Abstract: We review the literature on financial constraints and the performance of small and medium enterprises (SMEs). We consider the important role that SMEs play in the economies of Australia and the Organisation for Economic Cooperation and Development. We examine the role of financial constraints in SME growth, with emphasis on business cycles and credit access. We discuss issues that SMEs face in accessing financial resources for expansion. We look at the literature that evaluates the impact of financial constraints on key outcomes: employment, productivity and wages. We review key policy debates and consider where government involvement might be appropriate.
    Keywords: small and medium enterprises (SME), firm financial constraints, government business assistance, employment, wages, productivity, innovation
    JEL: D22 L25
    Date: 2020–01
  9. By: Emmanuel, Zachariah; Anga, Rosemary A.; Isa, Charity G.
    Abstract: In this paper, we provide new evidence on the determinants of business enterprise performance by combining the structure conduct performance, efficiency structure and business environment factors. In particular, we focus on the major determining factors of MSMEs performance in Nigeria. We further account for possible regional variation in MSMEs performance using a cross sectional Ordinary Least Squares (OLS) with fixed effects. The latest 2014 World Bank Enterprise Survey (WBES) data for Nigeria was used and the results obtained shows that skilled labor, capital intensity, age, size, foreign ownership, percentage of export, research & development as well as bribe payment have a positive impact on MSMEs performance. Although, bribe payment is positive, it is not significant to MSME performance. This is because bribery does not translate to outright performance, rather it is a form of illegal extortion from MSMEs by government officials in order to allow them remain in business. On the other hand, the study found degree of competition, poor electricity supply, high insecurity and difficulty in accessing finance as major setbacks to MSMEs performance in Nigeria. While we found skilled labor, age of enterprise and size to contribute significantly to MSMEs performance, contrary to some findings in the literature, we found capital intensity, foreign ownership, firm’s export, bribe payment, research & development, degree of competition, outage intensity, insecurity and difficulty in obtaining finance to be insignificant to MSMEs performance in Nigeria.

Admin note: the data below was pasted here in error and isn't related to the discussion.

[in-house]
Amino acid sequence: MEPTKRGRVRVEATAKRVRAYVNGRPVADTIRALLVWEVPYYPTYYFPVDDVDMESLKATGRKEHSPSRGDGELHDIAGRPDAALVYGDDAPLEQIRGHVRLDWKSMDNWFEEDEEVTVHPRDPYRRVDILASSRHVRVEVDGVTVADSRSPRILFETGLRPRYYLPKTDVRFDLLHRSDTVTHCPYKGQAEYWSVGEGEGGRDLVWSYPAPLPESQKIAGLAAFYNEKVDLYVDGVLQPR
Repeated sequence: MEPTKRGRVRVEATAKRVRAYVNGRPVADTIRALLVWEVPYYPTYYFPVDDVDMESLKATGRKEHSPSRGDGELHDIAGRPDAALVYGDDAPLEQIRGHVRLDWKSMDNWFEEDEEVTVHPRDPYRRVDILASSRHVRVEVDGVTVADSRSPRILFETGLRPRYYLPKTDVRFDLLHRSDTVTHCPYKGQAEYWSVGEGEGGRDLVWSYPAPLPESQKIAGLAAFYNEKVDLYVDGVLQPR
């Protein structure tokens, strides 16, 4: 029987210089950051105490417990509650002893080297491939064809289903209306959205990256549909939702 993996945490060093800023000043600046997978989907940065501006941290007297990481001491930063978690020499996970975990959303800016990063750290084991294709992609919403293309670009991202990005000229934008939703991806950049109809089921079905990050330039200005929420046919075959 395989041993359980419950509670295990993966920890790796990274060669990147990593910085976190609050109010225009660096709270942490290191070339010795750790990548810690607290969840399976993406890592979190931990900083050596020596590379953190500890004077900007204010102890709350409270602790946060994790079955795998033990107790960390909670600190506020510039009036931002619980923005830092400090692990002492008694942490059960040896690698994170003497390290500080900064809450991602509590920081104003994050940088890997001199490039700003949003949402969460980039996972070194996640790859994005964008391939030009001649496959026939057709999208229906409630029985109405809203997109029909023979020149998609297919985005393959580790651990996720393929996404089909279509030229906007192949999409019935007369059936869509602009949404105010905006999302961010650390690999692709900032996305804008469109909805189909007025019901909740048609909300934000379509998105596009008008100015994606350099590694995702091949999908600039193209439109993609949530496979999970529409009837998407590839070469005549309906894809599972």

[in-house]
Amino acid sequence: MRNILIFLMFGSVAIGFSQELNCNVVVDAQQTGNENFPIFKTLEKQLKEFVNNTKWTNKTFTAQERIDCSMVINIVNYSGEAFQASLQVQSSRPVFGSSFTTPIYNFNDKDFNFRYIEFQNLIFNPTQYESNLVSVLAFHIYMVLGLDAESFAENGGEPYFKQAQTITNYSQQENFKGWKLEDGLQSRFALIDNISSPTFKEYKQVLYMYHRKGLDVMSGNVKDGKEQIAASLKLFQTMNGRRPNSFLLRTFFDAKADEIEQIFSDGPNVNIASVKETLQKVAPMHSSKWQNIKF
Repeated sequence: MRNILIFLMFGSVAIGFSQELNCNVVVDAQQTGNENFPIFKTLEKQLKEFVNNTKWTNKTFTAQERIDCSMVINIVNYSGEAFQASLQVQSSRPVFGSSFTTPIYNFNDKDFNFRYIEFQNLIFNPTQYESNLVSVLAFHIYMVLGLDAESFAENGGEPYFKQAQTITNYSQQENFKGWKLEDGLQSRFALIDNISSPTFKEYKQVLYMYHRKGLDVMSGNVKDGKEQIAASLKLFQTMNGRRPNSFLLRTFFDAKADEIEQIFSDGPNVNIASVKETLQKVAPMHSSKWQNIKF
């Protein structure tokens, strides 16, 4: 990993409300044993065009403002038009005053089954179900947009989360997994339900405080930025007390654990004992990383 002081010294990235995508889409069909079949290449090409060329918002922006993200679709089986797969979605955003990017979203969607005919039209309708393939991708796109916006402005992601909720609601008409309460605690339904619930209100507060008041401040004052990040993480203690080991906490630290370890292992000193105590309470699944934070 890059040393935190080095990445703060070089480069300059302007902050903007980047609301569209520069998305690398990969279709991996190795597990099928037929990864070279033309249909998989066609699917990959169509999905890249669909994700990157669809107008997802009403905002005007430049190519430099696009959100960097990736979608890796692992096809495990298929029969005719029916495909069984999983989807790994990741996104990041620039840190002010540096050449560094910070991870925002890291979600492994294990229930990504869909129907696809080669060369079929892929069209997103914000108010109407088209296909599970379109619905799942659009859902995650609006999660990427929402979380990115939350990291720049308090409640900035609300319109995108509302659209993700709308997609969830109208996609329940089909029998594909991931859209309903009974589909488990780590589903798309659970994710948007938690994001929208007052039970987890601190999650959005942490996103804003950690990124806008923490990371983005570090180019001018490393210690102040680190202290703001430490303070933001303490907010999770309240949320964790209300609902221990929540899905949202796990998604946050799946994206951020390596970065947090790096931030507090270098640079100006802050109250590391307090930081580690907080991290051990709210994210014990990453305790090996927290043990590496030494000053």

Keywords: MSMEs, Performance, Enterprise survey, Regional effect, Nigeria
    JEL: L25 L26 N87
    Date: 2019–08–01
  10. By: Iacovone,Leonardo; Maloney,William F.; Tsivanidis,Nick
    Abstract: This paper offers new evidence on the relationship between contractual institutions, family management, and aggregate performance. The study creates a new firm-level database on management and ownership structures spanning 134 regions in 11 European countries. To guide the empirical analysis, it develops a model of industry equilibrium in which heterogeneous firms decide between family and professional management when the latter are subject to contracting frictions. The paper tests the model's predictions using regional variation in trust within countries. Consistent with the model, the finding show that there is sorting of firms across management modes, in which smaller firms and those in regions with worse contracting environments are more likely to be family managed. These firms are on average 25 percent less productive than professionally managed firms, and moving from the country with the least reliable contracting environment to the most increases total factor productivity by 21.6 percent. Family management rather than ownership drives these results.
    Date: 2019–04–03
  11. By: Wittberg, Emanuel (Institute for Analytical Sociology); Erlingsson, Gissur (Centre for Local Government Studies)